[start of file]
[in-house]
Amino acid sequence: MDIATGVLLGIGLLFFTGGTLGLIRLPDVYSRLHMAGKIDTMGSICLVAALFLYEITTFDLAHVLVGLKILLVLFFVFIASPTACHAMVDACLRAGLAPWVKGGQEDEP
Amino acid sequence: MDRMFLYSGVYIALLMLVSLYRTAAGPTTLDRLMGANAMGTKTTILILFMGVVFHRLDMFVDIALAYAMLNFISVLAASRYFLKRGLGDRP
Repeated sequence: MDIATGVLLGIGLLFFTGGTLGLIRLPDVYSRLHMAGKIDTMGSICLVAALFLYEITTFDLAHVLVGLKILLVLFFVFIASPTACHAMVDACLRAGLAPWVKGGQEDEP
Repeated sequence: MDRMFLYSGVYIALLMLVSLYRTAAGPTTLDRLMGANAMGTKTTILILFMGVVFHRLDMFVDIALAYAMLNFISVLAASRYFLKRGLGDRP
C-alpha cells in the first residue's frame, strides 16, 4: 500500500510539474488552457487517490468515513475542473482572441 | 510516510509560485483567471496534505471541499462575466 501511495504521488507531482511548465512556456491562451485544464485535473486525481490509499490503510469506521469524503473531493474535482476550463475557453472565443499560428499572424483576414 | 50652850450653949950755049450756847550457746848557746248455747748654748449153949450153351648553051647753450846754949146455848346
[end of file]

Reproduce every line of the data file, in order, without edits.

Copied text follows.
[in-house]
Amino acid sequence: MDIATGVLLGIGLLFFTGGTLGLIRLPDVYSRLHMAGKIDTMGSICLVAALFLYEITTFDLAHVLVGLKILLVLFFVFIASPTACHAMVDACLRAGLAPWVKGGQEDEP
Amino acid sequence: MDRMFLYSGVYIALLMLVSLYRTAAGPTTLDRLMGANAMGTKTTILILFMGVVFHRLDMFVDIALAYAMLNFISVLAASRYFLKRGLGDRP
Repeated sequence: MDIATGVLLGIGLLFFTGGTLGLIRLPDVYSRLHMAGKIDTMGSICLVAALFLYEITTFDLAHVLVGLKILLVLFFVFIASPTACHAMVDACLRAGLAPWVKGGQEDEP
Repeated sequence: MDRMFLYSGVYIALLMLVSLYRTAAGPTTLDRLMGANAMGTKTTILILFMGVVFHRLDMFVDIALAYAMLNFISVLAASRYFLKRGLGDRP
C-alpha cells in the first residue's frame, strides 16, 4: 500500500510539474488552457487517490468515513475542473482572441 | 510516510509560485483567471496534505471541499462575466 501511495504521488507531482511548465512556456491562451485544464485535473486525481490509499490503510469506521469524503473531493474535482476550463475557453472565443499560428499572424483576414 | 50652850450653949950755049450756847550457746848557746248455747748654748449153949450153351648553051647753450846754949146455848346